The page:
Interestingly, the court did not accept Braceurself’s submission that the overwhelming consideration should be the effect on the losing bidder as this would be too narrow an approach. Rather, it held that it was also relevant to take account of the impact on any wider group of people who may be expected to be directly affected by the breach. The Court held that it was relevant that this was a competition in which the scores were extremely close. Accordingly, the broader public would have been almost equally well served by either practice and the breach had a very, very low impact on wider public access to orthodontic treatment in the Lot area.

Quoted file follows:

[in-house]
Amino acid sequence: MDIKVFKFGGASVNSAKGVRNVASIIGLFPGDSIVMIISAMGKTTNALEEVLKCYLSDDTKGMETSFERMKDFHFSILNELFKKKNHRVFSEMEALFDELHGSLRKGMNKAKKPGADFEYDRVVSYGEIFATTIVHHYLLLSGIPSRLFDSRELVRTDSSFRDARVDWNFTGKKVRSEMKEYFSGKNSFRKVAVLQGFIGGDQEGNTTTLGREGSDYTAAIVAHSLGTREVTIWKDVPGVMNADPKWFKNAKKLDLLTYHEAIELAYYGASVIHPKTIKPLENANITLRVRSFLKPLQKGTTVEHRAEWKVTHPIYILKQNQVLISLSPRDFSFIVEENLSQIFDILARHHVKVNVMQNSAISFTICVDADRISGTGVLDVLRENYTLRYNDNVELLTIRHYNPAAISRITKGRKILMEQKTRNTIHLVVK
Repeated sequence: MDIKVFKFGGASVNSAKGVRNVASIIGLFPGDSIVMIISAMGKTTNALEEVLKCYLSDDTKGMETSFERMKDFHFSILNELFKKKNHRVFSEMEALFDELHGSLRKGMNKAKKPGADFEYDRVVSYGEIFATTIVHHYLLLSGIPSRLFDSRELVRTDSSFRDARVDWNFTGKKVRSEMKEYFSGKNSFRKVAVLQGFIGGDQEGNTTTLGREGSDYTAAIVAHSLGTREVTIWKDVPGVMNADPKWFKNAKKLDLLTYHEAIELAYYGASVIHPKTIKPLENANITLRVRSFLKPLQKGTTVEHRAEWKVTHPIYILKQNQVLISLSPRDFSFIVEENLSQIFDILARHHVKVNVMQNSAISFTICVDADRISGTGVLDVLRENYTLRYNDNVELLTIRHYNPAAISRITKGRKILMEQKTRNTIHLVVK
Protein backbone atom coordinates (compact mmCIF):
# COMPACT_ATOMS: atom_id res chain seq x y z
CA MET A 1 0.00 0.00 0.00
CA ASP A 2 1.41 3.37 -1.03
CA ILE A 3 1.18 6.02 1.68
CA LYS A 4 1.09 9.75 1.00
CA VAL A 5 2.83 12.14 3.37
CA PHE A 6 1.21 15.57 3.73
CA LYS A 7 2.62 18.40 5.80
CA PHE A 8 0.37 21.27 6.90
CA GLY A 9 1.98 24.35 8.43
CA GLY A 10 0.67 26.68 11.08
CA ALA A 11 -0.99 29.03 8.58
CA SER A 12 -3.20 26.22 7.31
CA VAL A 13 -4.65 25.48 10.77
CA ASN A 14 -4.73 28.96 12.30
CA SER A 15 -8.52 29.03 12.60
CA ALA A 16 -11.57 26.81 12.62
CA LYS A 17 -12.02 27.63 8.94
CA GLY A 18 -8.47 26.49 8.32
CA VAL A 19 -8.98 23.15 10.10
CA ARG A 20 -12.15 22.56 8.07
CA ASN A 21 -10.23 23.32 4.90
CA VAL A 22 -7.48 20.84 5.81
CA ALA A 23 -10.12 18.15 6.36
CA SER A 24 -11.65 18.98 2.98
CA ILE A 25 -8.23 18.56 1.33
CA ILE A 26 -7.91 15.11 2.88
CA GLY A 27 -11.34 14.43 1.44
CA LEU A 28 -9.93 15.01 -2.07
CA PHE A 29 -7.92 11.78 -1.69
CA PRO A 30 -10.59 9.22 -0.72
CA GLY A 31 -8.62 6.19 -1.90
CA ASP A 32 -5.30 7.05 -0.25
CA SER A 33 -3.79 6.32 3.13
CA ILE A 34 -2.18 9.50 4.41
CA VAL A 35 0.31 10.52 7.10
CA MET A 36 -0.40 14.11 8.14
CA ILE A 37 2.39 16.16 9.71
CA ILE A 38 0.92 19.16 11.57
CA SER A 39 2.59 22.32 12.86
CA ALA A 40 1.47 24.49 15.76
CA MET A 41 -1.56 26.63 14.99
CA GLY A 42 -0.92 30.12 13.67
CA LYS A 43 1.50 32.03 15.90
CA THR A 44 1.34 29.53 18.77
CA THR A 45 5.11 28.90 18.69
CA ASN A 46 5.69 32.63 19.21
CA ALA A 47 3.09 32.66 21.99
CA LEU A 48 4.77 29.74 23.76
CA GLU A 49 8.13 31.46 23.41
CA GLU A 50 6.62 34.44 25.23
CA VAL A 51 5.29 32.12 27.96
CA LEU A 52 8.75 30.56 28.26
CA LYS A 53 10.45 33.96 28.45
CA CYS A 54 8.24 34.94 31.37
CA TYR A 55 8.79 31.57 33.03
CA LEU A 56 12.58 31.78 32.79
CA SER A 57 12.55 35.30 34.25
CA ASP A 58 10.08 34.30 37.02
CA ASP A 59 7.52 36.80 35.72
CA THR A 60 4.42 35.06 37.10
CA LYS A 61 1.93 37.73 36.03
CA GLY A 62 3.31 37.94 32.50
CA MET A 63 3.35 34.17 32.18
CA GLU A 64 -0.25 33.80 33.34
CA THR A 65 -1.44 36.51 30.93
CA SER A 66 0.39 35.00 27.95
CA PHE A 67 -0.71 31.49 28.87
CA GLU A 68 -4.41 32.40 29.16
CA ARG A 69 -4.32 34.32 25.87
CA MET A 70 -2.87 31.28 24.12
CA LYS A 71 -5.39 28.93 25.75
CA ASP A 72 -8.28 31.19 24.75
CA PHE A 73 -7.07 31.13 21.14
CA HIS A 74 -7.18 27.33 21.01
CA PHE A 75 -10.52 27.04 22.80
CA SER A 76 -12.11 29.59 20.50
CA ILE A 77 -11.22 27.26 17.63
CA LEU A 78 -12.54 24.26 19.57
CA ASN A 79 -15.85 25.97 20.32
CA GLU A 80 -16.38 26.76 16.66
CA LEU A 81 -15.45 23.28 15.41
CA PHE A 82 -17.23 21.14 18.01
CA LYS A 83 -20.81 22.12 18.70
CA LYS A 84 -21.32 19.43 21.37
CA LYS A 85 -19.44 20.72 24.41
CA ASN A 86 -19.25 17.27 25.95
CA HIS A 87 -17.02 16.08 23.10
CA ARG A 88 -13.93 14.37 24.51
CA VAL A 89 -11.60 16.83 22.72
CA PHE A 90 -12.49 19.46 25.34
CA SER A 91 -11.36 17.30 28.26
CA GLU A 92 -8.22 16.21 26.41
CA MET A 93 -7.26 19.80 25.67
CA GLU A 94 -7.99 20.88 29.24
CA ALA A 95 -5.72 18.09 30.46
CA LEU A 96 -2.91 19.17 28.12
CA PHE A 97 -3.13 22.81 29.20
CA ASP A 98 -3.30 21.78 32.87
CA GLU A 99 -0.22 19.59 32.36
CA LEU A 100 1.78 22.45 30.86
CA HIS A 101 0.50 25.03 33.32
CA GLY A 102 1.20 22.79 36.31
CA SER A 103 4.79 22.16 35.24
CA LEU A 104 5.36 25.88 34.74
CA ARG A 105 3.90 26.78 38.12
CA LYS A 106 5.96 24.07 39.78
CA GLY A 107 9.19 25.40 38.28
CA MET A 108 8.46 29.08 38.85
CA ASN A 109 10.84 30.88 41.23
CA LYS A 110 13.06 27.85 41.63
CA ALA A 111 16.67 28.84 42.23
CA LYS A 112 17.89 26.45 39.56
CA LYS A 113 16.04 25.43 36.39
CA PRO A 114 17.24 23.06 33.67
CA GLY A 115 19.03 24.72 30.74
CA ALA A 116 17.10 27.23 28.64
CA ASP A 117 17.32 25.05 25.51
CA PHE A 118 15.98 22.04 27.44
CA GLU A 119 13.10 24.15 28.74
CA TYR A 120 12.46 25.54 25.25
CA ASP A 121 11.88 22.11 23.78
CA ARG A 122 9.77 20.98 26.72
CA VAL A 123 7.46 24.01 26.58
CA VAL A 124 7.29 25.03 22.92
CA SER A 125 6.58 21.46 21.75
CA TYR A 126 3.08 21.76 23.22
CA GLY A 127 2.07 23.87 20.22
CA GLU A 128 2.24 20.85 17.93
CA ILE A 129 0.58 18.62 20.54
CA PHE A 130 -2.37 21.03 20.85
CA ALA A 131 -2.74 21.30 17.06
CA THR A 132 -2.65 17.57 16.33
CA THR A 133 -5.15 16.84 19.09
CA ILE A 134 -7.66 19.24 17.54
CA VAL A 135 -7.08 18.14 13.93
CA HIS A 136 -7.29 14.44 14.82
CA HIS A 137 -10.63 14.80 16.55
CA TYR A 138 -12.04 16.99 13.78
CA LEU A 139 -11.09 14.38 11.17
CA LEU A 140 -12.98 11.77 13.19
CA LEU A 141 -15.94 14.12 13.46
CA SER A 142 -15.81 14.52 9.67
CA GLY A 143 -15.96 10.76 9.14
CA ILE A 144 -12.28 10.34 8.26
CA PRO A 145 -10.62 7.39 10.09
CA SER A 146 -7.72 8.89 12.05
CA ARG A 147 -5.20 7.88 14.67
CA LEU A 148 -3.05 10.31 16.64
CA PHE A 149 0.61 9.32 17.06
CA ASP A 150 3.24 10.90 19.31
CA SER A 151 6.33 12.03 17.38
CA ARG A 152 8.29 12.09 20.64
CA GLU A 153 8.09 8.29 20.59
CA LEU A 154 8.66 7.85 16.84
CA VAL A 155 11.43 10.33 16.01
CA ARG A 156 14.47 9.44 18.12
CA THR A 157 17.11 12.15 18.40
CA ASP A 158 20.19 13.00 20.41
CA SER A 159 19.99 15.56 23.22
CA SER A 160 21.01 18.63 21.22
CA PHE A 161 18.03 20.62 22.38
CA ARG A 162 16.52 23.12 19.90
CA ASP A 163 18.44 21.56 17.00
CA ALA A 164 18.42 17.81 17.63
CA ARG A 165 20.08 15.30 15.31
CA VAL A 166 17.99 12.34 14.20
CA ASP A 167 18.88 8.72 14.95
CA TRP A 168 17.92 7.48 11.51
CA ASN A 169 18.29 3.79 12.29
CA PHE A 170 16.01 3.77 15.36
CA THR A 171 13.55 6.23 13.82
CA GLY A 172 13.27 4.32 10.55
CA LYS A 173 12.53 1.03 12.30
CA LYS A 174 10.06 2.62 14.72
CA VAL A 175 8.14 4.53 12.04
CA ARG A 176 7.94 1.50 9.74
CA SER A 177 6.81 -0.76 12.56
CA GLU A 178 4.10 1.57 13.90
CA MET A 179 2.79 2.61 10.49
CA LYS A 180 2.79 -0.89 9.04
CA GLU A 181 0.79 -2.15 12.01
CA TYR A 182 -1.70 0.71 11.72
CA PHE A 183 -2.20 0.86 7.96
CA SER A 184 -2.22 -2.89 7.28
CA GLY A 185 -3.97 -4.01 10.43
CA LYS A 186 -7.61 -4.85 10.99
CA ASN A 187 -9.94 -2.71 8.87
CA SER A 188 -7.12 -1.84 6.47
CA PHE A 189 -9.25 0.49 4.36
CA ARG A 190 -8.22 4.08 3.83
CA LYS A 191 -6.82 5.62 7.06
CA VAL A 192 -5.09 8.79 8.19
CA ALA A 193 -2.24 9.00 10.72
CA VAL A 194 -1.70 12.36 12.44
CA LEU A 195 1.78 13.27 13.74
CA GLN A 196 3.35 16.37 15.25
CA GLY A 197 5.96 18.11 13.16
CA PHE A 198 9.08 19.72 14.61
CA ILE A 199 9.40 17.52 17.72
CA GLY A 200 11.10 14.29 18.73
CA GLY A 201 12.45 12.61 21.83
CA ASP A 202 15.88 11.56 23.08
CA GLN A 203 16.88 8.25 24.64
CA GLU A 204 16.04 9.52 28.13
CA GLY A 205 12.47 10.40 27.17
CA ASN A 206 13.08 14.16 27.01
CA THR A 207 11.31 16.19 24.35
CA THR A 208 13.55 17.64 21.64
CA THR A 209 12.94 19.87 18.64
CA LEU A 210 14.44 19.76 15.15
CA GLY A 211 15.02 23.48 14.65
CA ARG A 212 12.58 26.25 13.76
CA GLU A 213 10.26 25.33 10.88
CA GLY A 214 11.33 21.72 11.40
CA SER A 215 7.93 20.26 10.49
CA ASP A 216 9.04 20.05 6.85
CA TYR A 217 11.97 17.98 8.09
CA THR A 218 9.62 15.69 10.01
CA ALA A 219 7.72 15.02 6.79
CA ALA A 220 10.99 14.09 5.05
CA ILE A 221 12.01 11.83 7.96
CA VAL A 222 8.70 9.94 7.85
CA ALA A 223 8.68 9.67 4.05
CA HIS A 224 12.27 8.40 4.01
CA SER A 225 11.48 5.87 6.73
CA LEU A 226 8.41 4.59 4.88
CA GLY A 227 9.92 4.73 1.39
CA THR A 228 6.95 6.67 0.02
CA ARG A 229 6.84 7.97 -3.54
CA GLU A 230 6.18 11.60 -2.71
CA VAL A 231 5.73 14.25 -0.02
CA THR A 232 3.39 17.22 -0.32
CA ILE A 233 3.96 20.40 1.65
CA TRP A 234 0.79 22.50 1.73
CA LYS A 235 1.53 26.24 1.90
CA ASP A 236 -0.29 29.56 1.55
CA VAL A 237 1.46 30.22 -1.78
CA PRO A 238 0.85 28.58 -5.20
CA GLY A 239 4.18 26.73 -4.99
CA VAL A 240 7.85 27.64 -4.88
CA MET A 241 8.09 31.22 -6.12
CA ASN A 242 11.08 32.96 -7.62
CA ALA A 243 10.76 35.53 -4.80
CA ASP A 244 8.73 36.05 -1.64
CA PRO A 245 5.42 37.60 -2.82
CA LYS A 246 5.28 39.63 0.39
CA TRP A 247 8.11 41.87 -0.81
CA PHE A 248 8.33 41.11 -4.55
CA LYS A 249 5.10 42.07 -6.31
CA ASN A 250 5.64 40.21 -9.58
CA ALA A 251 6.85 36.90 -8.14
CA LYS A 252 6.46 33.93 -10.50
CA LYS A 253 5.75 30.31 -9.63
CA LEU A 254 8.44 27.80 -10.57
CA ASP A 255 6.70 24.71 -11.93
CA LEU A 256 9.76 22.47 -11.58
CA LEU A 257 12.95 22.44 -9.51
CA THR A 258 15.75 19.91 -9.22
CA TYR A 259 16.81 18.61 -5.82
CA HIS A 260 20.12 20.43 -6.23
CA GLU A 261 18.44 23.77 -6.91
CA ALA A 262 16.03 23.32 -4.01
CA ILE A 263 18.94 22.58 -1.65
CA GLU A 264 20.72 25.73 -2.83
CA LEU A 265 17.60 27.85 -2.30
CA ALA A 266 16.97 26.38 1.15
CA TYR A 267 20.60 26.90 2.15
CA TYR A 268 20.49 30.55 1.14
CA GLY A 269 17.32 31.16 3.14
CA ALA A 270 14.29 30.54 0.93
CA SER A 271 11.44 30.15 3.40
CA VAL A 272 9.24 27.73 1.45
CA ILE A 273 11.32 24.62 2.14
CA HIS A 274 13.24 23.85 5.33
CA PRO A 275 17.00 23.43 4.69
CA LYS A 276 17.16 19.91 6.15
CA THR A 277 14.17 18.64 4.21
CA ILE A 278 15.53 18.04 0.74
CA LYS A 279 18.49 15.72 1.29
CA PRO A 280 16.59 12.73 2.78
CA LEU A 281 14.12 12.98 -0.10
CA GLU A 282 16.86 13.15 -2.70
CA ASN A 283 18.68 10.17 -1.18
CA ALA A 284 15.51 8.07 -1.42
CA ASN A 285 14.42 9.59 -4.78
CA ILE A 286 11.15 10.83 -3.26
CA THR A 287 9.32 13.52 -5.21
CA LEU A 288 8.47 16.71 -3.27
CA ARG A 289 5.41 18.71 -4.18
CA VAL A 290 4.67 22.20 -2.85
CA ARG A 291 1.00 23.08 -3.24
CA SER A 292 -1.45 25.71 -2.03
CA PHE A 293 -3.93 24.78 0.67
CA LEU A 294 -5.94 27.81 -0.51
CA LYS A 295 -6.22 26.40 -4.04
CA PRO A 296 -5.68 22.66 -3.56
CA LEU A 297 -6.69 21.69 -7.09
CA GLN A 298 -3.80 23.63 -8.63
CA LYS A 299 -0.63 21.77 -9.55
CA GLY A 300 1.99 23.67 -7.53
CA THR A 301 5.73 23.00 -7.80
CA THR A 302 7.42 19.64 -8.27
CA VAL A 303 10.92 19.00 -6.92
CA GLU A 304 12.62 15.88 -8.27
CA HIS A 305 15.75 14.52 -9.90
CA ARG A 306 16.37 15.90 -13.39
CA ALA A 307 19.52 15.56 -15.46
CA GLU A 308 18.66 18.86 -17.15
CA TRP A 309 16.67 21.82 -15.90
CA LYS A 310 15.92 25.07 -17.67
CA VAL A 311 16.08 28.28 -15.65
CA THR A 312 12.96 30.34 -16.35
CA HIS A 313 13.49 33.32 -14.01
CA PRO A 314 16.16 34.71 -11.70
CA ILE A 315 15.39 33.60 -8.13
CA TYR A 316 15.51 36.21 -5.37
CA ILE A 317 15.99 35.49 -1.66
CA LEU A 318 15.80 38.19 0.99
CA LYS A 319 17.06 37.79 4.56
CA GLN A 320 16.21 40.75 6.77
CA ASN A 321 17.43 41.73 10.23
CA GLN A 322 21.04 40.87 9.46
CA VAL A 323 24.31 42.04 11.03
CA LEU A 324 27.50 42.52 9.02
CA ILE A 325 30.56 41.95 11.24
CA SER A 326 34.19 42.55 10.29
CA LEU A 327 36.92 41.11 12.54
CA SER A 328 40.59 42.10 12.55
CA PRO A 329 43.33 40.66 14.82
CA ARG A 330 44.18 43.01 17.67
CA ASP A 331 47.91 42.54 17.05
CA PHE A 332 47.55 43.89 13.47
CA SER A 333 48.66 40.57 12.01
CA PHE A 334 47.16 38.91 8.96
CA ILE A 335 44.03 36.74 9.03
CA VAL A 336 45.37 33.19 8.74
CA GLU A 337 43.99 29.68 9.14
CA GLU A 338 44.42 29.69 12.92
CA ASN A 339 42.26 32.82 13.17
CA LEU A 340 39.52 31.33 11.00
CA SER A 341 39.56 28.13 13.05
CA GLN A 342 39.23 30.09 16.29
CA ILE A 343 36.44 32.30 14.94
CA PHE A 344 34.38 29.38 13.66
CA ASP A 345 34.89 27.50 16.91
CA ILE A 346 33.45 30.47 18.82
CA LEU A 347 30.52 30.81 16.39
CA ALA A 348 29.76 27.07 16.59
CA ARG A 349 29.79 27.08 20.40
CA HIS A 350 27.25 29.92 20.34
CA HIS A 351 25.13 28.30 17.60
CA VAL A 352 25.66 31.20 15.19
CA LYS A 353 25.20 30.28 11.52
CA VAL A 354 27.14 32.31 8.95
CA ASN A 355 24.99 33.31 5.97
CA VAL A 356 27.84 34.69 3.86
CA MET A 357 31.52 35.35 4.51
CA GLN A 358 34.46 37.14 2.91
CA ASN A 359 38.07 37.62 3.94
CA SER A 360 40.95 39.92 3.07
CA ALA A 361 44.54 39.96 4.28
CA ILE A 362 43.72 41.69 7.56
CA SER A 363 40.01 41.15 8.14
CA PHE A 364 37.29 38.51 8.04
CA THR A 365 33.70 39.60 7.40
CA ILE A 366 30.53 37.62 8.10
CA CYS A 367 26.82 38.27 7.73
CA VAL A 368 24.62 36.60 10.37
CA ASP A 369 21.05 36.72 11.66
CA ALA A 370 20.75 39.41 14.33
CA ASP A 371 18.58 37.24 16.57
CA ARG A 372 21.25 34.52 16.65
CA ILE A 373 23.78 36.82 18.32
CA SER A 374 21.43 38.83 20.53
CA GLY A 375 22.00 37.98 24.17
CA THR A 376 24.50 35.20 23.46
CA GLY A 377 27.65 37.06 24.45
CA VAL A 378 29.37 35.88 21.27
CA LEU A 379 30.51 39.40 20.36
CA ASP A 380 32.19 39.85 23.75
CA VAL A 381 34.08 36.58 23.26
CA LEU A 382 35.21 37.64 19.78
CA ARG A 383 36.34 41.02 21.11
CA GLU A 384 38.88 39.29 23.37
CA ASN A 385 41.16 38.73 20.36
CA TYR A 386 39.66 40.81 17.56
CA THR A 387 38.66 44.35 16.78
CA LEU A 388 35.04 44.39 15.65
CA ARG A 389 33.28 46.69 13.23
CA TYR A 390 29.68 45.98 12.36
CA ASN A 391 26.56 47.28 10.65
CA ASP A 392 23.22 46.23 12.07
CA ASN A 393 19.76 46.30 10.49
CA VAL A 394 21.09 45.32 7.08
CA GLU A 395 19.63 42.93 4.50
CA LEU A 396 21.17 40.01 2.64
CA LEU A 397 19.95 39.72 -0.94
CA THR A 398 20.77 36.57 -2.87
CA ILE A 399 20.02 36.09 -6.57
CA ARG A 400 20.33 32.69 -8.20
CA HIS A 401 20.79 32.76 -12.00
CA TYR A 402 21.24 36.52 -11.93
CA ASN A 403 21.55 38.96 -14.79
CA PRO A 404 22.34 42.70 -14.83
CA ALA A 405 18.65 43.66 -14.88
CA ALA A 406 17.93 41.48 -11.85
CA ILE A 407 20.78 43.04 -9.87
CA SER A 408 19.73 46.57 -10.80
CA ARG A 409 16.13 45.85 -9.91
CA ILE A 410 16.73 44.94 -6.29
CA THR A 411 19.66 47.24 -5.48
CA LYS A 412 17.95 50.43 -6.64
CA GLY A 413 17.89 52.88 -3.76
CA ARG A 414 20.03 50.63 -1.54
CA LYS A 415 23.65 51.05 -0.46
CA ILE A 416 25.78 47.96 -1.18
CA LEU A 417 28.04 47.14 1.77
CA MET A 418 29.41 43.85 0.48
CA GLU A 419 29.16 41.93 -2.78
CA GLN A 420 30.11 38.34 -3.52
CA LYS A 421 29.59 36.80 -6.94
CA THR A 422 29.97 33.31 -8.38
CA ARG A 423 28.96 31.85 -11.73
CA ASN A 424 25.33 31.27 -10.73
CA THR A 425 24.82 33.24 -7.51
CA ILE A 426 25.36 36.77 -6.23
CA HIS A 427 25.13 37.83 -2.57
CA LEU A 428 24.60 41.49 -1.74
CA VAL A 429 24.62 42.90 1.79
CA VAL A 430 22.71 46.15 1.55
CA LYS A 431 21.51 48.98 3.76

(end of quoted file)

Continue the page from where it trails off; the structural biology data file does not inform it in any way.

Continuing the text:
The court therefore concluded that the breach was not “sufficiently serious”. In summary, therefore, despite the court finding that the contracting authority had breached the PCR 2015 in a manner that meant that it had failed to award the contract to the most economically advantageous tender, and that Braceurself had lost the contract as a direct result of the contracting authority’s breach, Braceurself was left with no remedy.
One point raised by Braceurself was that a finding that the breach was not sufficiently serious would give rise to “an incoherent and unjust outcome” on the grounds that the automatic suspension had only been lifted on the basis that, if successful, damages would provide the Claimant with an adequate remedy. In response to this, the court noted that if the suspension had been maintained, the right to damages (pursuant to regulation 97(2)(c) of the regulations) would also require an assessment of whether the breach was sufficiently serious.